First, there is the requirement of circumcision.

God requires Abraham and his children to keep the covenant by practicing circumcision. (Genesis 17) If this is not done, the covenant is broken and the uncircumcised male is to be cut off from his people. Such a one does not inherit what is promised.

The old Form for the Baptism of Infants in use in the Christian Reformed Church has these words, "Whereas in all covenants there are contained two parts,therefore are we by God, through baptism, admonished of and obliged unto new obedience." Our baptism calls us to be obedient to Jesus. It obliges us to be covenantally loyal to him. Baptism has come in the place of circumcision. Just as baptism obliges us to obedience under the New Covenant, so also circumcision under the Old Covenant.

When God required circumcision as a condition in the Abrahamic covenant, the concern was not merely for an outward ceremony. That is why Paul can write in Romans 2:28, "A man is not a Jew if he is only one outwardly' nor is circumcision merely outward and physical." God was requiring the full scope of covenantal loyalty and obedience all along the line. That is the significance of circumcision in the Abrahamic covenant, and of baptism in the New.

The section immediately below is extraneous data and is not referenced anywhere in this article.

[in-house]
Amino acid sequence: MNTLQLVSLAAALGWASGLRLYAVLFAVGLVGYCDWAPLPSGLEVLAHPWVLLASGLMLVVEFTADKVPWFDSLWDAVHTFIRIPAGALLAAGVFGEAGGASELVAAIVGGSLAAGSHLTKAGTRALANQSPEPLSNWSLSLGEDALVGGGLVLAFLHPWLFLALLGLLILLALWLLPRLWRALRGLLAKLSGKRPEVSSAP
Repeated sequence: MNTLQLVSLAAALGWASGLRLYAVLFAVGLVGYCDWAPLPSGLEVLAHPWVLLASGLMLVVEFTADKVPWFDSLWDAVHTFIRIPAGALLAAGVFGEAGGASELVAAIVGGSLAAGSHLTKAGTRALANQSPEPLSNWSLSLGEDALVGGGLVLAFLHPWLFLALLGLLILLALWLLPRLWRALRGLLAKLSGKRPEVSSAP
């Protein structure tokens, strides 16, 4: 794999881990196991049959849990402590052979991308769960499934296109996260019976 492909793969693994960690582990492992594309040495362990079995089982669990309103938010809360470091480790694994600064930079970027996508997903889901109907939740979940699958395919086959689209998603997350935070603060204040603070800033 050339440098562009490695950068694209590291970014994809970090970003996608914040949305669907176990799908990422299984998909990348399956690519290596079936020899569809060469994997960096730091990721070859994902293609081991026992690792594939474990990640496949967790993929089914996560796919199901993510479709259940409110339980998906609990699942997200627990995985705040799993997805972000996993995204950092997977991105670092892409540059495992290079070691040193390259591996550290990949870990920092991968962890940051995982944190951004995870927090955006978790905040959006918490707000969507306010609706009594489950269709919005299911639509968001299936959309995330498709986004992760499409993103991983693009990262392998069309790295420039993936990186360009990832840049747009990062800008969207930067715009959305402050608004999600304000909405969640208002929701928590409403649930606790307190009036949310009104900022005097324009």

Second, the Abrahamic covenant required faith.

It belongs to the very nature of promises that they cry out to be believed. So also these promises made to Abraham had to be believed if they were to be fulfilled. We must not discount faith as a condition to be met for the fulfillment of promise. In fact, Genesis 15:6 says that Abraham's faith is so significant that it was credited to him as righteousness! If so, then righteousness is a condition to be met; and faith meets that condition.